C of E going green!

C of E has, for some time, been considering ways to reduce the school’s carbon footprint, improve the playscape that we offer the children (OPAL) and encourage discussion on the importance of sustainability. We felt as though some new trees would be the ideal solution to these issues so, a few months ago, we took the decision to apply to the Woodland Trusts Free Trees for schools initiative.

We were successful in our application and last week the final trees were planted! We thought long and hard about which year group would plant the trees and came to the decision that Year 6 would be the most suitable, as it would allow them to leave a true legacy behind them for all future generations who attend C of E. The children worked hard, alongside Mr James and Cate Cody (Councillor for Tewkesbury), to plant and secure a mixture of Silver Birch, Rowan and Wild Cherry saplings.

The Trees will take time to grow but we know that they, and future children, will flourish in the new environment which they create.

Year 6 Dance Workshop

On Friday, Year 6 welcomed more visitors into the school. We were fortunate to attend a  dance workshop run by H&T Creative (an arts organisation) which taught us all about plastic pollution through the medium of dance.

 

The first task was to sort the everyday plastic items, that we frequently use, into how many years we thought they would take to decompose. We were quite shocked by how long some plastics took to break down completely!

After that, we discussed how plastics are made and we worked in small groups to create a dance based on factories producing plastics.

Here are some of our photos from the workshop:

Harvest Festival 2021

A massive thank you to all those who contributed food this year for Harvest Festival. This will be passed on the Tewkesbury Food bank.

Thank you to Lucy Betts and Stephen Walker for leading our Harvest celebrations assembly!

We can’t wait to get back to our usual routine of attending Holy Trinity church to perform our usual Harvest celebrations with parents in attendance, but this year we made the best of it by getting together as a school and performing songs, reading poems and giving thanks for the Harvest.

However, to give a sense of the wonderful singing ability of our pupils, have a listen to the this whole school performance of iSingPop’s “A Brighter Day”.

Year 6 are artists

This week, during our art sessions, the children have been learning about developing tone & texture in their work. At the beginning of the week, they learnt how different sketching pencils produce different tones and they also learnt techniques such as hatching, contour hatching, stippling and blending which would  build tone in their sketches.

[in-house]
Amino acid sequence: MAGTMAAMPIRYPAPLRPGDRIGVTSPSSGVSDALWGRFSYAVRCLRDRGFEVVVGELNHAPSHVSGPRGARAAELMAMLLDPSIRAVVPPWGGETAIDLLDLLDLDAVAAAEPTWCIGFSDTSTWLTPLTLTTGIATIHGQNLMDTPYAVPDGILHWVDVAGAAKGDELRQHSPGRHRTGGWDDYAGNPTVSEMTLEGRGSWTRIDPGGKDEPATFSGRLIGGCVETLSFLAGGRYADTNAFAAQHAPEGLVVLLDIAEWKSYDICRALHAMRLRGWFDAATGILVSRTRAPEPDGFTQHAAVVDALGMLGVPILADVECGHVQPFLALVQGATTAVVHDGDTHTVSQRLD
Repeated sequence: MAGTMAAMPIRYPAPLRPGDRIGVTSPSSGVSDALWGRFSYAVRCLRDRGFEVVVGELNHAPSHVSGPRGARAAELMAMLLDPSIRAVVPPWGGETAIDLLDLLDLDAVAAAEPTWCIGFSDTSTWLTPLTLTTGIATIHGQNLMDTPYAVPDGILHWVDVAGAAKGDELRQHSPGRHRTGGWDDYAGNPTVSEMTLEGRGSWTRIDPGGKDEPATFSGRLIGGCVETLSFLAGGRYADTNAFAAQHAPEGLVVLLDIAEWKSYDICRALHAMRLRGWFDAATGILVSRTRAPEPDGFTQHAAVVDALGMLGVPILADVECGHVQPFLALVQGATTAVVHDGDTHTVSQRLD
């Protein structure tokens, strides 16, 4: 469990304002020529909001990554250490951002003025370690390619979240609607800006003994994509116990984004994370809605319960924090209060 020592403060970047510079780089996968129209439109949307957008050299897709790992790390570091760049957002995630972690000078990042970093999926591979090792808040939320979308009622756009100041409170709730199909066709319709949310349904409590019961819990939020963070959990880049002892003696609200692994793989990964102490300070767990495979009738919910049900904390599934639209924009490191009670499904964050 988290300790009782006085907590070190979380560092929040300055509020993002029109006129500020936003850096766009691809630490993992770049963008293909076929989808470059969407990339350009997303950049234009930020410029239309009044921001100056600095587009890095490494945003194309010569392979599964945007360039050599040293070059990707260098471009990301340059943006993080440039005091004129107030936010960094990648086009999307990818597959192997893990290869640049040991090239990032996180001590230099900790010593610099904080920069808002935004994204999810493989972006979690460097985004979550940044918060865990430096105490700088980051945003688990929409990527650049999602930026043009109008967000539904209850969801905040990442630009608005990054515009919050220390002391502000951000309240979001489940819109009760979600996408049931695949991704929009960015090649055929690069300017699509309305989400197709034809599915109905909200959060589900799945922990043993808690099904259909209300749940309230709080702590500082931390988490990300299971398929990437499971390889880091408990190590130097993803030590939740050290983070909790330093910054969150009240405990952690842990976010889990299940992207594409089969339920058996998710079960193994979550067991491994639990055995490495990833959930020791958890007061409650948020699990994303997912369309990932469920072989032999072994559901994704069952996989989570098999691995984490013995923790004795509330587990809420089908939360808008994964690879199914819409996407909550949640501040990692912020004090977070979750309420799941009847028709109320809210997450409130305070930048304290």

As the week progressed, they learnt step-by-step how to draw realistic eyes, noses, eyebrows and lips before producing their own portraits using their new skills.

We can’t wait to see how their World War II leader portraits turn out next week!

 

Year 6 visit Winchcombe Steam

Yesterday, Year 6 travelled back to 1940 to experience a day in the life of an evacuee at Winchcombe Train Station.

 

After we had waved goodbye to our parents, we boarded the steam train heading for Winchcombe. We were enjoying singing wartime songs when, suddenly, a suspicious-looking man walked down the carriage and dropped a letter. After we’d read the envelope, our suspicions were confirmed-he was a German spy

 

Once we’d disembarked the train, we then learnt more about incendiary bombs and how problematic they were. The fire party in Winchcombe recruited us to join them and we learnt how to use a water stirrup pumps to extinguish any fires.

 

Suddenly, we heard the sound of an air raid siren, so we quickly had to dive into the nearest shelter. It was so dark in there that some of us were a little frightened. In here, we heard about some real-life experiences from people who lived through the war.

 

We were given the opportunity to meet Fred, a real-evacuee in World War II. We listened as he told us all about his experience and he answered questions we had about his time in the Oxfordshire countryside.

 

Towards the end of our visit, we visited the local museum where we learnt more about rationing and evacuation.  We also learnt more about children during the war and their schooling and what jobs they might undertake when evacuated to the countryside.

 

 

Year 6 Dig for Victory!

Last week, we began learning about rationing and how the British government restricted certain foods during World War II.

On Monday, we learnt how the British public were encouraged to ‘dig for victory’ and plant vegetables in their gardens and in public spaces such as parks, tennis courts and even the Tower of London! We then visited our school’s allotments where we picked runner beans and tomatoes and dug up potatoes and carrots. Afterwards, we had to wash the food so that it could  used later in the week for our wartime cooking sessions.

From Wednesday to Friday, we made a different dish each day. Wednesday we made homemade bread, Thursday we cooked corned beef hash and on Friday we baked apple fruit cake.